What drew you to start the sub-branch?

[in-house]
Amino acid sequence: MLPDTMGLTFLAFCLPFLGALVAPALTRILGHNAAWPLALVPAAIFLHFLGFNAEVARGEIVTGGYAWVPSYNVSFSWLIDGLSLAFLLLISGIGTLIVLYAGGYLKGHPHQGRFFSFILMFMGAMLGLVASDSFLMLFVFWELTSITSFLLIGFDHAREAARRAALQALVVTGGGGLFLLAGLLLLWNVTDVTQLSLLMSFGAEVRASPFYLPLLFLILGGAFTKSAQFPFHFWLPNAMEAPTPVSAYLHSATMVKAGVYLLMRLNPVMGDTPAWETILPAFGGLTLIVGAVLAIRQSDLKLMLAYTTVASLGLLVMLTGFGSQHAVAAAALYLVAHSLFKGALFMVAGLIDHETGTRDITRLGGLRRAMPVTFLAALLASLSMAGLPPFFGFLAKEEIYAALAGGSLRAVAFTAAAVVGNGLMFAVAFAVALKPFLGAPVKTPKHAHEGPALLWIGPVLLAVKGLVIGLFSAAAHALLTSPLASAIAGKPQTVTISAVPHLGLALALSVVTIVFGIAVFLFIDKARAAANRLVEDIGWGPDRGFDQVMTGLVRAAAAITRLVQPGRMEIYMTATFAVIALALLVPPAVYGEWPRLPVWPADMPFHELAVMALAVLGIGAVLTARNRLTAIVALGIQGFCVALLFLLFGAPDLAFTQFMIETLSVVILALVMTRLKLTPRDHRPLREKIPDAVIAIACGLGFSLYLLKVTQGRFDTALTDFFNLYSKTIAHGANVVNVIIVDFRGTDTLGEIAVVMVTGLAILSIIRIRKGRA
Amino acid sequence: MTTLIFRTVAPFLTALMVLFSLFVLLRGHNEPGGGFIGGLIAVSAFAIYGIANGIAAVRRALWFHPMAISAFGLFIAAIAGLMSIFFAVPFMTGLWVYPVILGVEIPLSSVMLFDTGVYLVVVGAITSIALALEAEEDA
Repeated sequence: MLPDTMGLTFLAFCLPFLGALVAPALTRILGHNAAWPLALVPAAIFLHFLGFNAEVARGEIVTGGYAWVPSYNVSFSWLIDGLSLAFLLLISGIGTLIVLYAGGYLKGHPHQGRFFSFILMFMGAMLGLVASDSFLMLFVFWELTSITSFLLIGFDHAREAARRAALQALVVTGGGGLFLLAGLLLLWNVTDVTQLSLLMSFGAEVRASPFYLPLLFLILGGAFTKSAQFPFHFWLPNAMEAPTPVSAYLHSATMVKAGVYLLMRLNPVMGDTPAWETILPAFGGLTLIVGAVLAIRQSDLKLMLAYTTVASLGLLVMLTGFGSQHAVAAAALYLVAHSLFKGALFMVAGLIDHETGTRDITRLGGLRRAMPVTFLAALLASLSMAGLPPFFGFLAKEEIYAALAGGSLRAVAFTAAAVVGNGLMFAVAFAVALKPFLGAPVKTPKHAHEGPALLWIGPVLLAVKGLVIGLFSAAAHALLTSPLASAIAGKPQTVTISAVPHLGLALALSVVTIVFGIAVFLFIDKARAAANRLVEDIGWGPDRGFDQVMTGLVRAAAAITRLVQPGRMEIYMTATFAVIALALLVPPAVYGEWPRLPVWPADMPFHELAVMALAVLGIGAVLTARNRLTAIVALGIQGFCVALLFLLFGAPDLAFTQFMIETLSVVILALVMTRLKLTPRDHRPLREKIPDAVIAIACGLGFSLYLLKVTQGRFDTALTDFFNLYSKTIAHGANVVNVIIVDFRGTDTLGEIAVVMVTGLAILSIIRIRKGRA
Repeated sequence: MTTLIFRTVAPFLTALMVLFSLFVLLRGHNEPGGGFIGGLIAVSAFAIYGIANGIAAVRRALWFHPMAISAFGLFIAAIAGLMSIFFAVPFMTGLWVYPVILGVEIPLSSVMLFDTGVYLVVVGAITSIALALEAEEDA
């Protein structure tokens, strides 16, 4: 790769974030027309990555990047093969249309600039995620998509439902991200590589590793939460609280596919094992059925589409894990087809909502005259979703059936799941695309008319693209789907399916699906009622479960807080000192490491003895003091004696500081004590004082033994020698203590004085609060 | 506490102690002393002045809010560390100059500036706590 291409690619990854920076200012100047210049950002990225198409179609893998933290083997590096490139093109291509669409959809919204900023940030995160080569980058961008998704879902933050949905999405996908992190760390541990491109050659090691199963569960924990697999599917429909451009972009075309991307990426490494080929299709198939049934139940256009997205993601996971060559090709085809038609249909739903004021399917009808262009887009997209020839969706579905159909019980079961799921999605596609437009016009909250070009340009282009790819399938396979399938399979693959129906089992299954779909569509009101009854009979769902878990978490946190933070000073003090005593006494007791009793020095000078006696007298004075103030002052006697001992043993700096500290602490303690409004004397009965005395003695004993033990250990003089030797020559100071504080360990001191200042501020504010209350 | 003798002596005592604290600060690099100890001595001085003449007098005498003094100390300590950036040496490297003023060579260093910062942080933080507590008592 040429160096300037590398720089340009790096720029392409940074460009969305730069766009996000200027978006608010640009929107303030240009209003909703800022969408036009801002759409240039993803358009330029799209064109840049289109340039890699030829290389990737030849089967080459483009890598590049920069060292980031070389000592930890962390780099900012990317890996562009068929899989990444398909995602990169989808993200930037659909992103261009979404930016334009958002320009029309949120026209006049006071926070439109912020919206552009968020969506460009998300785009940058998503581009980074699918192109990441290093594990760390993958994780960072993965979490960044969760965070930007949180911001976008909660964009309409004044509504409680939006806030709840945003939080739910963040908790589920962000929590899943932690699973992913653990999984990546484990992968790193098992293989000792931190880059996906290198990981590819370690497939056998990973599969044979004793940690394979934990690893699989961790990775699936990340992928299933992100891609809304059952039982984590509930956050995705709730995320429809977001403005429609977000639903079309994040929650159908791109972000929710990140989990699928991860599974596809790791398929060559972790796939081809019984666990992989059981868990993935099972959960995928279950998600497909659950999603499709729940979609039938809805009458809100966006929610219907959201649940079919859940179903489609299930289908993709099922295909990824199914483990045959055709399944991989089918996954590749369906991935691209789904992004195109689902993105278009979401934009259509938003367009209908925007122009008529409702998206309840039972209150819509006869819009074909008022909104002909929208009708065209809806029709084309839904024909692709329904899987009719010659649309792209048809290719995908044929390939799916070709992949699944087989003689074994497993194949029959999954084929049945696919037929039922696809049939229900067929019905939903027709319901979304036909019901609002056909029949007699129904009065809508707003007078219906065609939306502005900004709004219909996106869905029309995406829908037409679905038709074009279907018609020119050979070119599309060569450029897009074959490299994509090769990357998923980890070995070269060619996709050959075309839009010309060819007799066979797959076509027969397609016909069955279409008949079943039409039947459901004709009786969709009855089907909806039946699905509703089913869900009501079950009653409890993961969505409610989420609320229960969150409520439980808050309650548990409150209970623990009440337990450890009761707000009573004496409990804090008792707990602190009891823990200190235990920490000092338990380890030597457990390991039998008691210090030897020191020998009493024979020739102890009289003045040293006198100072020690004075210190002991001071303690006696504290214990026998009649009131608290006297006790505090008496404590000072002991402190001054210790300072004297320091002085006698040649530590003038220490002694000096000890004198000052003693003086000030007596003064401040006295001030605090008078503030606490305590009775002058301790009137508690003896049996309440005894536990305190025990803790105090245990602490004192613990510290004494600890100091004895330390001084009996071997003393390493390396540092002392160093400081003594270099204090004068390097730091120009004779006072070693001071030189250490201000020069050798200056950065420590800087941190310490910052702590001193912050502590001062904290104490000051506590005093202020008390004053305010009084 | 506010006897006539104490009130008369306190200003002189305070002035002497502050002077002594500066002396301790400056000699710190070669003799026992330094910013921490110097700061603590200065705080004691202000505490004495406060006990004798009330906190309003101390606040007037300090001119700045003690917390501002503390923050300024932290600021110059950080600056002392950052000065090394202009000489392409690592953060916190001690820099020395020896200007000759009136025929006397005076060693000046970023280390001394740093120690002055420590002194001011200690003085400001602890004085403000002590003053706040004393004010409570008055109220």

Let me backtrack for a minute, if I may. Fifteen years ago, I was a primary school teacher working and residing in South Western Sydney, desperate to enculturate my children (both students and biological) in rich literature events and a range of artistic programs, but access was often exclusive. People didn’t come out ‘that far’ (not sure what it was far from- Sydney city perhaps), opportunities weren’t extended there, and assumptions were made about what people cared about and had to offer. It felt like a kind of ‘demographic discrimination’. The area is bursting with diverse and dynamic creativity, and I’m glad to say that there is a much greater platform for creative expression and access to the arts than there used to be (just check out Lost in Books, Casula Powerhouse and Fairfield City Museum and Gallery, to name a few amazing cultural spaces). There isn’t a CBCA NSW sub-branch there yet, and I would encourage anyone passionate about seeing this happen (and willing to put the time in), to start one up in that area. (I’ll be rooting for you!)